In this case, viruses are also grown in cells, but instead of being killed they're genetically "weakened" so they can't infect cells and reproduce as effectively. Traditionally, this was done by getting the virus to grow in and adapt to an environment different than the one they normally infect. That's the approach used for vaccines such as varicella (chicken pox) or yellow fever. The SARS-CoV-2 vaccine candidates of this type use a high-tech genetic engineering approach called "codon deoptimization," where the virus is rebuilt from scratch, incorporating targeted mutations that weaken it. None of these vaccine prototypes for COVID-19 have made it to human trials.
- Similar to real infection and usually provides long-lasting protection — sometimes lifelong — after one dose.
- May not be suitable for people with weakened immune systems, long-term health problems, or people who've had organ transplants.
- Live viruses need to be refrigerated, making them more difficult to transport and unusable in countries without access to refrigeration.
- The virus must be grown in large quantities. That can take time and it may not be easy to scale up.
Vaccines that target part of a virus
These types of vaccines don't contain entire viruses. They present parts of viruses, such as proteins or sugars, to your immune system to help it learn to recognize the virus and build an immune response.
In the case of SARS-CoV-2, the part of the virus that's typically targeted is the spike or "S" protein — the projections on its outer coat that make it look like a crown under a microscope ("corona" means "crown.") That's the protein the virus uses to bind to human cells, allowing it to enter.
What varies among different vaccine candidates is the way they make the spike protein and get it into the body — it may be injected directly, transported by a "carrier" virus that doesn't cause disease, or it may be manufactured by the human body itself using instructions encoded in DNA or RNA.
These are a special class of subunit vaccines, where the proteins are self-assembled into artificial particles that are intended to look like viruses to the human immune system. They bind to and enter cells like a virus, which is different from the way individual protein subunits do.
Some vaccines on the market that use VLPs include vaccines for HPV (human papilloma virus) and Hepatitis B.
- Produce a stronger immune response than regular subunit vaccines.
- Production is much faster than for traditional vaccines.
- Ensuring stability and purification can add to production time.
- Can be hard to produce in large quantities.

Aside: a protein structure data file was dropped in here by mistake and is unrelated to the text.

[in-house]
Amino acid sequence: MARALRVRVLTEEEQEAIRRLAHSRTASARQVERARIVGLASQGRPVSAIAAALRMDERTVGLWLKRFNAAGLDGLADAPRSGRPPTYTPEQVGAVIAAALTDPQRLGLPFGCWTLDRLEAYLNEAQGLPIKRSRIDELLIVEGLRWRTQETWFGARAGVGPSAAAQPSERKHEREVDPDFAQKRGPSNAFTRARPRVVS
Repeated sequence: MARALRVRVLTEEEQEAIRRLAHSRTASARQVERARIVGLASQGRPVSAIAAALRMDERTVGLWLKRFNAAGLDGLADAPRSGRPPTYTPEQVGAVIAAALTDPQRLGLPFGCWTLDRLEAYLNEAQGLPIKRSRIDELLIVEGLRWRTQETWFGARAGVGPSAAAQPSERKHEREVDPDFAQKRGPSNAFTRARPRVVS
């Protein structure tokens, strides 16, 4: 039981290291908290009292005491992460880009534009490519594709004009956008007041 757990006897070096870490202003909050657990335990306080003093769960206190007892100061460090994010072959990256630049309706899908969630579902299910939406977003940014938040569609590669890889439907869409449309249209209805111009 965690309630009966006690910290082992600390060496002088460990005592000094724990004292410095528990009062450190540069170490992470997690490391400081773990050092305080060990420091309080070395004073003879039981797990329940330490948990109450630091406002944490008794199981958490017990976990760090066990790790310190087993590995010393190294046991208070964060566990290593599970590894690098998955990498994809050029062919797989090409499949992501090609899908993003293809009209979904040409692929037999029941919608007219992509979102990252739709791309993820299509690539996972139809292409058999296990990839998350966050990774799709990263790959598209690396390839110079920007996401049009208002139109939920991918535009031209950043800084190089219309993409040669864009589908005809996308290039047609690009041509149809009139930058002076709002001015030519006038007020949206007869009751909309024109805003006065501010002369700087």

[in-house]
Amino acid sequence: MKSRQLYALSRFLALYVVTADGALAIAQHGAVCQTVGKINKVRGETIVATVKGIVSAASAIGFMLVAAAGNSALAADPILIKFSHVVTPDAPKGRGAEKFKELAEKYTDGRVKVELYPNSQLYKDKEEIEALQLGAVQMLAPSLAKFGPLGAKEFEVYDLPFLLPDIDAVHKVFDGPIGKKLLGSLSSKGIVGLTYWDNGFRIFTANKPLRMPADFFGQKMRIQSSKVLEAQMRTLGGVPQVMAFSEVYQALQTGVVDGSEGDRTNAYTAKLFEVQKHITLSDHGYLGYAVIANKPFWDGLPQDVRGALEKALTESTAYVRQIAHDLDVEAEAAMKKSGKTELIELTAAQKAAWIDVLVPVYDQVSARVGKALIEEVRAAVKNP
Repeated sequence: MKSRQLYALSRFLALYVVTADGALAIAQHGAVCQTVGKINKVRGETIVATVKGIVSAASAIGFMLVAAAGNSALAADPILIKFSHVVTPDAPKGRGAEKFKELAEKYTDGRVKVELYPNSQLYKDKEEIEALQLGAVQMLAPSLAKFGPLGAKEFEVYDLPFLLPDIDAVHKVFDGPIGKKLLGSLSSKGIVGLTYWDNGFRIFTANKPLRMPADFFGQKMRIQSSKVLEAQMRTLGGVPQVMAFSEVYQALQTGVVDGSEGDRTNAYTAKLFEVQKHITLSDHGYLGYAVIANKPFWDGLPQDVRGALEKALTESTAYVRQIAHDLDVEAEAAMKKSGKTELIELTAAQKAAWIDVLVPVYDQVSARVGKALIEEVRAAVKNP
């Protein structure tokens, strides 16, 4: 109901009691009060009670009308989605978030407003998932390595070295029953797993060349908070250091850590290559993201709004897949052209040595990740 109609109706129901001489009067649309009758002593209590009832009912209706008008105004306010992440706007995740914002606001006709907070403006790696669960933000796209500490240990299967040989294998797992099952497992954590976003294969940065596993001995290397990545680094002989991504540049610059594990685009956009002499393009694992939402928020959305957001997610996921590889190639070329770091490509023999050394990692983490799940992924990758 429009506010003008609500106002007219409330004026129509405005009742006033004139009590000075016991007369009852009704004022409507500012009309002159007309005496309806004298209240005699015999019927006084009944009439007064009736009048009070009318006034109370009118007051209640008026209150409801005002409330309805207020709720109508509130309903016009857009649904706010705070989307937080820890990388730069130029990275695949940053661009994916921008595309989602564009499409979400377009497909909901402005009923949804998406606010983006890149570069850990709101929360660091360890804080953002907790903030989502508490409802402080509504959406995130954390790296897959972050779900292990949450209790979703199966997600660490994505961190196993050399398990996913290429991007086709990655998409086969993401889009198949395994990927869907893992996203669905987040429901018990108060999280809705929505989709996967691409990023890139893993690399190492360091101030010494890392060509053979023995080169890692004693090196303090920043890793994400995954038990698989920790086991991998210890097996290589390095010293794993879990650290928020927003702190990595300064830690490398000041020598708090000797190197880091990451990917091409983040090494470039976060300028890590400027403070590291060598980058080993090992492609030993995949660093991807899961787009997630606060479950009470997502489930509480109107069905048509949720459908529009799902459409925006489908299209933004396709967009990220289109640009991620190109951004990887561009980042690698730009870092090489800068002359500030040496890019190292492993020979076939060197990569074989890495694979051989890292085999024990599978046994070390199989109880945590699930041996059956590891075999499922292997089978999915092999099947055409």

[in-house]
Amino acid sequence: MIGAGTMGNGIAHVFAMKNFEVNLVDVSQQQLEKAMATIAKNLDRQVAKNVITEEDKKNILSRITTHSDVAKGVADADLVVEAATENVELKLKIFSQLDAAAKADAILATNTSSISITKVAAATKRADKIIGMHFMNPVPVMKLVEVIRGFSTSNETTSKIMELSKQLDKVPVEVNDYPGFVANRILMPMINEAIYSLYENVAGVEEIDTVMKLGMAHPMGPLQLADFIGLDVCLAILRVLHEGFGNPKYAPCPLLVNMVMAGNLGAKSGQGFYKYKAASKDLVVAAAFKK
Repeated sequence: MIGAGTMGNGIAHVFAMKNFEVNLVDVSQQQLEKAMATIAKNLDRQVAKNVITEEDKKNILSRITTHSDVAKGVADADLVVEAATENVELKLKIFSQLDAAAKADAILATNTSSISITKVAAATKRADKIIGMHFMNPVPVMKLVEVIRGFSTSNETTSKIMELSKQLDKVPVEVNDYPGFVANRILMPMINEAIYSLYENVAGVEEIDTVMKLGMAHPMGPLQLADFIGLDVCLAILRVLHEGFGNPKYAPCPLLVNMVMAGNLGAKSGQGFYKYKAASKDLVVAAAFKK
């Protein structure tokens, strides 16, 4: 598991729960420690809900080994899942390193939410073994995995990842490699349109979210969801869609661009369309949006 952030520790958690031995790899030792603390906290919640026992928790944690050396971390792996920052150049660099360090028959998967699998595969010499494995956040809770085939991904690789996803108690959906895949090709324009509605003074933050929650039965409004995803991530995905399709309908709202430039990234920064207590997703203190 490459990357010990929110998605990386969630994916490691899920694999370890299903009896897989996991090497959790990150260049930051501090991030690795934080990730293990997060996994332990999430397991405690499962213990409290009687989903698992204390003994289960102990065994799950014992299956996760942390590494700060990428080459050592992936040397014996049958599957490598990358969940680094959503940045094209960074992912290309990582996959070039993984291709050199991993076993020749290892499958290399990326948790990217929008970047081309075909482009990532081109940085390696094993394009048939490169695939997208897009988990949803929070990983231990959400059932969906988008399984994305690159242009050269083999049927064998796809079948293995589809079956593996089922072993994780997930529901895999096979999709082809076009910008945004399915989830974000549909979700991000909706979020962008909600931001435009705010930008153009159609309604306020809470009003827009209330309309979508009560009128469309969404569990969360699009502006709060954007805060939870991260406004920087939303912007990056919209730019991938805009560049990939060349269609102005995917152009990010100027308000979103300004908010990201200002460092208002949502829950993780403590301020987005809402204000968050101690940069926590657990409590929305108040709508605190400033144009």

With RNA vaccines, what's injected into the body is simply the genetic instructions to make a viral protein such as the spike protein. Cells in your body then use the instructions to make the protein inside the body for your immune cells to see and respond to.
- No virus is needed to make the vaccine, cutting production time compared to conventional vaccines.
- Don't always produce a strong immune response compared to whole viruses, and may require adjuvants.
This is very similar to the RNA vaccines, except that DNA is used instead of RNA. It's often delivered as a ring of DNA called a plasmid.
That enters the cell, and the cell produces the virus protein.
- Quick and relatively inexpensive to manufacture in large quantities.
- Shelf stable and doesn't require freezing in storage and transport.
- Easy to switch to different gene/virus, and you can combine multiple in single vial.
- Requires adjuvants for a good response.
With this type of vaccine, the protein is made outside the body. Traditionally, this was done by breaking whole viruses into pieces using detergent or a solvent such as ether.
However, this can now be done with "recombinant" genetic technology, where the gene for a protein is inserted into another organism to grow the protein in large quantities.
- Can be produced more quickly than live vaccines.
- Doesn't generate as strong an immune response as whole virus vaccines.
A compound called an adjuvant needs to be included to boost a patient's immune response.
- Can't be scaled up as quickly as production of RNA or DNA vaccines.
Lots of Canadian candidates
As mentioned earlier, Canada currently has at least nine vaccine candidates under development, with Canadian involvement in the development of some others. Saxinger said that maximizes the impact of the expertise we have, from work on diseases such as Ebola, SARS and MERS.
Developing and producing vaccines here at home could also give Canada more control over when Canadians can get the vaccine, and who can be prioritized, given that there will likely be huge demand for the vaccine from countries around the world.
"I don't think we want to rely on others, hoping they will remember us," said Volker Gerdts, director and CEO of VIDO-Intervac at the University of Saskatchewan in Saskatoon, one of the Canadian teams developing a SARS-CoV-2 vaccine. The current race for a vaccine underscores why it's important for countries like Canada to be self-sufficient, he added.